multidimensional picture of India as something exotic to the foreign readers and
observers. Priscilla Hart wrote to her friend Cindy Vateriani about some aspects
of Indian social life that she considers striking and strange. These aspects of
Indian social life make her consider India so complex a land. She feels that
women in India do not enjoy a respectable position. They are considered to be
secondary and are marginalized- a plaything in the hands of their husbands,
protectors or lord beings. Fatima Bi is caught in the cruel clutches of Ali
Mohammad. He tortures and beats her regularly. She is mother of seven children
and leading a very poor and miserable life, still Ali forces her to give birth to his

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eighth child. Perhaps it shows poor people in India believe that children will
contribute to family income and share the burden and responsibilities. He clearly
tells Priscilla I decide how my wife conducts her life. Pointing out the deplorable
condition of Indian women in her poem entitled Christmas in Zalilgarh, Priscilla
writes:
They go back to their little huts
Roll out the chapattis for dinner
Pour the children drink of sewer water
Serve their men first, eat what is left
If they are lucky, and then submit unprotected
To the heaving thrusts of their protectors. (15)
Apart from the treatment of the issues above discussed, the novel also
highlights violence against women. Sundri- the married sister of Kadambari, a
helper with Priscilla Hart, is a hapless prey of male-dominated society. Her
husband, Rupesh, and mother-in-law regularly beat her. She is called a witch
though the dowry of worth rupees one lakh is given at the time of her marriage;
still she receives disgust and hatred. Her pregnancy is no longer an acceptable
excuse for not doing the chores they want her to do. Rupeshs mother says:
What use of this woman who does not work around the house and cannot even
produce a son (48). Moreover, her cruel husband and mother-in-law have tried to
blaze her. It shows that in our culture we worship women, and talk about giving a
respectable status to women, but in reality we hardly care for this. There is wide
gap between rhetoric and real world. Ours is gender biased society. The son is
worshipped while the daughter is supposed to be a burden.
Last but not least, Indians are superstitious. A typical Hindu believes in
myths, stars and astrology. Geeta, Lakshmans wife is an emblematic
representative of such types of people. She is very religious as well as
superstitious. When she comes to know that her husband has decided to move
away with Priscilla to USA. She goes to swami ji in the temple of Lord Shiva. She
prays, undergoes fasts and seeks blessings from divine world to save her
relationship. She asks swami ji to conduct a special pooja for her to help her keep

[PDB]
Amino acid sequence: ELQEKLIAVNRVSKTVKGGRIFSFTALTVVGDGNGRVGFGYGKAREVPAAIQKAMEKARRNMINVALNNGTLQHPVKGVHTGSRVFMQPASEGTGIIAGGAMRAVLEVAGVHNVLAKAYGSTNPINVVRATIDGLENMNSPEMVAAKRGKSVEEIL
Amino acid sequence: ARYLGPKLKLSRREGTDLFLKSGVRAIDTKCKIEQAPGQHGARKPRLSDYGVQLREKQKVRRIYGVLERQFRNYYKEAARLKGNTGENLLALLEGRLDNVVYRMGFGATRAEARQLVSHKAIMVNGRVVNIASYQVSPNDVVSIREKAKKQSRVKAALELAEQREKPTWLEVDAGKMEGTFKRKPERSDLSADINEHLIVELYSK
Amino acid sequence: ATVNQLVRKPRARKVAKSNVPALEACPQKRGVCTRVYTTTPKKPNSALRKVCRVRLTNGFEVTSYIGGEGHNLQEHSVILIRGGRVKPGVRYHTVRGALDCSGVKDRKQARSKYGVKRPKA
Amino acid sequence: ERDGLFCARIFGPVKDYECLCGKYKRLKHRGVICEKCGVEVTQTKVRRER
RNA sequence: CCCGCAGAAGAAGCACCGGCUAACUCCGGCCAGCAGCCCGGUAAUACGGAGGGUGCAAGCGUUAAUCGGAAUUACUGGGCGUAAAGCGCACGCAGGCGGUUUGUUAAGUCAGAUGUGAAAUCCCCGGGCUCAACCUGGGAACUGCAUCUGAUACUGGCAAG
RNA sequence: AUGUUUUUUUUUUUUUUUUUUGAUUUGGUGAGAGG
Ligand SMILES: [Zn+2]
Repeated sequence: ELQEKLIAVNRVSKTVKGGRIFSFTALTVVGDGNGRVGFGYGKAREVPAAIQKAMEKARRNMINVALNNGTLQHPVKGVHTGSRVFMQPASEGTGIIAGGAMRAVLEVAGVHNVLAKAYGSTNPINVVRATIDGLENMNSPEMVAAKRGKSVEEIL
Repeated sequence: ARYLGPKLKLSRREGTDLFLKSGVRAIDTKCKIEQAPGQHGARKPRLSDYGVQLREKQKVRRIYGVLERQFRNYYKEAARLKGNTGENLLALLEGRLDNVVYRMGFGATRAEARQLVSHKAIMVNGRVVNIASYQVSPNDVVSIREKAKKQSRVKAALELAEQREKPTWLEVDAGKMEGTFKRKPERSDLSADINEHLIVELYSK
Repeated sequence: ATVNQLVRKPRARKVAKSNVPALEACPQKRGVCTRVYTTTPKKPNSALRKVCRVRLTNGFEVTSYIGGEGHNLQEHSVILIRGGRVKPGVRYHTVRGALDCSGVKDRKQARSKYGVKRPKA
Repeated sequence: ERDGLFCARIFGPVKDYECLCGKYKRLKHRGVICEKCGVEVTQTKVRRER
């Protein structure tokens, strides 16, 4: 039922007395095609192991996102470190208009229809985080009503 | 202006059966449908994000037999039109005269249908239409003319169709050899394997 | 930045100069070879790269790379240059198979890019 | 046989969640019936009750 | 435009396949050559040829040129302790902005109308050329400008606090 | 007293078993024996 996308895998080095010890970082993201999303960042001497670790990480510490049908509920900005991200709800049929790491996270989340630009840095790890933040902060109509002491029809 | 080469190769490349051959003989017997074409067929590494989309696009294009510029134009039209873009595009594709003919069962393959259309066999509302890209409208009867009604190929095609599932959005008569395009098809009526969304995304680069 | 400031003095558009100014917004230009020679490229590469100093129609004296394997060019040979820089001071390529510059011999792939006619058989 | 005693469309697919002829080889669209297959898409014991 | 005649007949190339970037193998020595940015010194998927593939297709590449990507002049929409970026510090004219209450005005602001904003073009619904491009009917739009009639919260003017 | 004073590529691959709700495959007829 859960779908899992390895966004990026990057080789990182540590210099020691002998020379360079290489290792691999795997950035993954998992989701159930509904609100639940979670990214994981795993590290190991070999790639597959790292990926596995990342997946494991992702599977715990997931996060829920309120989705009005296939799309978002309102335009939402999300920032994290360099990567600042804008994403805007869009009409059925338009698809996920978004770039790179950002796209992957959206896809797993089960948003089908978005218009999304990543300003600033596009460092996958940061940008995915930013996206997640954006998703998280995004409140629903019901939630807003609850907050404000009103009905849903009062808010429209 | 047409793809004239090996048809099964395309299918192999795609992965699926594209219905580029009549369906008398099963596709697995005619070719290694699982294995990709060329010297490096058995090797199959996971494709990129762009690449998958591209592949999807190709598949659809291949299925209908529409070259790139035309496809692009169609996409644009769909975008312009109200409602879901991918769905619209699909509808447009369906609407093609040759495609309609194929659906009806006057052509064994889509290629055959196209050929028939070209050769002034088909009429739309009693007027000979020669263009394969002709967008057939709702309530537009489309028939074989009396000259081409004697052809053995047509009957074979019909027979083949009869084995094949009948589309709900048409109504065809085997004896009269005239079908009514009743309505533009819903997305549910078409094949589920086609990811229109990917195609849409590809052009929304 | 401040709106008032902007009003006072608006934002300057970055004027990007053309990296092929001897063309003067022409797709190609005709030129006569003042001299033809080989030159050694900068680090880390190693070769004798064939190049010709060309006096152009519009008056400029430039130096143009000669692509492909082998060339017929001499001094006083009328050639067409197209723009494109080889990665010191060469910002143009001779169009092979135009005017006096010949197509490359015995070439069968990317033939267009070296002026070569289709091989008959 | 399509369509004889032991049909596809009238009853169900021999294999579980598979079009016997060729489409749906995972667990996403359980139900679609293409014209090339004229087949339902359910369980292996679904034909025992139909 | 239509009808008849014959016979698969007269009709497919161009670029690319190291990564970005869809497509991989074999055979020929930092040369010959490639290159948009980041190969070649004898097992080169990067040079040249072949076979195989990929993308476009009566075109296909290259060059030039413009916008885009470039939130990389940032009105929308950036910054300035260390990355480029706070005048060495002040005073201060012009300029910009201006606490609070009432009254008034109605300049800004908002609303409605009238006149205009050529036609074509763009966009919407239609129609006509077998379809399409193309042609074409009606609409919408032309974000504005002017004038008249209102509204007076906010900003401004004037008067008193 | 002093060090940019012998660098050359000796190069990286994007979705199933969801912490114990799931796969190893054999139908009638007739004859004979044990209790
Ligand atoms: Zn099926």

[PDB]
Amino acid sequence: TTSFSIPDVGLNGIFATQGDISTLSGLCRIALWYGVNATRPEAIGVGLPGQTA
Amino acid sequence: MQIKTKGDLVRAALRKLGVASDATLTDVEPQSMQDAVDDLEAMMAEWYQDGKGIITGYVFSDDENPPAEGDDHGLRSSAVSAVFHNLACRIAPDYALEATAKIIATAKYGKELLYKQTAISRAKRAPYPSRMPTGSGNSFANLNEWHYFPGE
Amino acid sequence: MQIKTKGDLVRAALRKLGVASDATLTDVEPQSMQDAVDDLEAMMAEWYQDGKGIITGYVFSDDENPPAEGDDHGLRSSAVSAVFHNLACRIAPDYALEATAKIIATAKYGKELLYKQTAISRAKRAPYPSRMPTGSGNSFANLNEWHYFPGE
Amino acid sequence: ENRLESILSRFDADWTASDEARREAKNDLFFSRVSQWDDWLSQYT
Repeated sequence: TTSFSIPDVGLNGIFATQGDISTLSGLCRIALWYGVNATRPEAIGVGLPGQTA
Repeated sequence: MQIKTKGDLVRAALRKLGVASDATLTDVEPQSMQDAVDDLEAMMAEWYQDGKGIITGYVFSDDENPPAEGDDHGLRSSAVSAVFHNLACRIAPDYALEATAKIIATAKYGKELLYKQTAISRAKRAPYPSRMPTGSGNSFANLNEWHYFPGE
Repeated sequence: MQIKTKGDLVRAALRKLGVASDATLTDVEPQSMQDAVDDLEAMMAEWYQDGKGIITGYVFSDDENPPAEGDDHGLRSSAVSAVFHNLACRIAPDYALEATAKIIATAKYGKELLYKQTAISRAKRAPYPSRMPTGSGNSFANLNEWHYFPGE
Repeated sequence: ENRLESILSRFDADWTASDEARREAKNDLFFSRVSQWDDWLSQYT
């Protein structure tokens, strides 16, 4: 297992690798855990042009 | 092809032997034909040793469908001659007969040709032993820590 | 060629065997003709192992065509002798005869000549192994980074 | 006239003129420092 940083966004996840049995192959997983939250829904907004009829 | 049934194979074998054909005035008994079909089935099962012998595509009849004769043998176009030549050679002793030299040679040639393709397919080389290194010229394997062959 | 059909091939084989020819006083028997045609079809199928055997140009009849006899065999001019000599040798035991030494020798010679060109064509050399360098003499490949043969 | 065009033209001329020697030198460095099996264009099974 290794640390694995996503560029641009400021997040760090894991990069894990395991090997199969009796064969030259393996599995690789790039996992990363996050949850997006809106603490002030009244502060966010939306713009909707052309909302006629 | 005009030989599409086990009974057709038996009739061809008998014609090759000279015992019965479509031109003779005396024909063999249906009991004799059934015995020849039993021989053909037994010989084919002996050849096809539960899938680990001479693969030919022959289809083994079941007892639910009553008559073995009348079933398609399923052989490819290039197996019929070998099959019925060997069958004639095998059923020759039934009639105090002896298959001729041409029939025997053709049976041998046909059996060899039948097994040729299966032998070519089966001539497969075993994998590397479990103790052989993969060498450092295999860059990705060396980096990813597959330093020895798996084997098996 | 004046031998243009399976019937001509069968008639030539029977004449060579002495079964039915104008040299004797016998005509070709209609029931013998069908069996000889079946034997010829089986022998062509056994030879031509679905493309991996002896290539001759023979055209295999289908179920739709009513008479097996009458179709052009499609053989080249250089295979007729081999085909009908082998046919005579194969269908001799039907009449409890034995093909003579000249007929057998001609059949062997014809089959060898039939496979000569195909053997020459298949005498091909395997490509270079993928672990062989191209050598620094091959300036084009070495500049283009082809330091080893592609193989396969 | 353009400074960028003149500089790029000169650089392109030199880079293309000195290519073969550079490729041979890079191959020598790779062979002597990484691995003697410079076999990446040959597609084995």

her husband. She says: use tantra, do the tandva, use anyone and anything

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you want, swami ji, but please dont let this foreign devil woman run away with my
husband... (227). Even Indians believe in fairies and ghosts. Lakshman rightly
says: In India, myths and legends are very slow to die (47). Kotli- Zalilgarhs only
authentic historical sight is a haunted building. Nevertheless, here Lakshman and
Priscilla enjoy their rendezvous every Tuesday and Saturday. It is quite isolated
place, far away from the town. It is believed that the owner of the kotli was
murdered in his bed by his wife and her lover. But he never let them enjoy the
fruits of their villainy. He haunted the house, wailing and shrieking and gnashing
his teeth, until he had driven them away in terror. No one would live there after
that, so it just fell into disuse (47).
To conclude in Riot Tharoor seeks to examine the some of the most vital
issues of our day on a small canvas. It is dedicated to all those people who feel
ashamed to be Indian and have grudges against Indian cultural and social values.
Tharoor has taken pains in doing his best at pointing out the situation and the
history of unrest existing between two-religions and a love story of cross- cultural
beings. It raises issues beyond the specificities of time, place and culture to
illuminate larger questions: Who are we? By what do we define ourselves? What
do we hate? Why do we hate? What are we prisoners of? Each character in the
novel, says Tharoor raises these complicated questions and it is for the reader
to find the answers because the questions concern each one of us.8

References

Ashcroft, Bill. Forward. Arundhati Roy: Critical Perspectives. Ed Murari Prasad. New
Delhi: Pencraft. 2004. p.iv.
Nair, Uma. Once upon this time The Asian Age, August 19,2001. Online.
/books/riot/asianage.
Tharoor, Shashi. Beyond Boundaries The Indian Express. July 22, 2005. p.11.
Tharoor, Shashi. Interview. http://www.shashitharoor.com/reviews/riot
/readings/22riot.html.
Tharoor, Shashi. Interview with Juhi Parikh. "You cant feel the countrys pulse." May,
2004, http://www.shashitharoor.com/interviews/divao 504.htm.

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Tharoor, Shashi. Riot. New Delhi: Viking-Penguin, 2001. p.1 All Subsequent references
given in parentheses are from this edition.
Arnold, Matthew. Dover Beach The Silent Song. Ed. K. M. Tharakan. London:
Macmillan, 1987. p.38.
Tharoor, Shashi. Interview with Sandeep Rai-Chowdhary, Currents India, October, 2001.
http://www.shashitharoor.com/interviews/nreyes20795.htm

Writer: Paras Dhir, Lecturer, Department of English, Lovely Professional


University, Punjab, India. Email: parasdheer22@gmail.com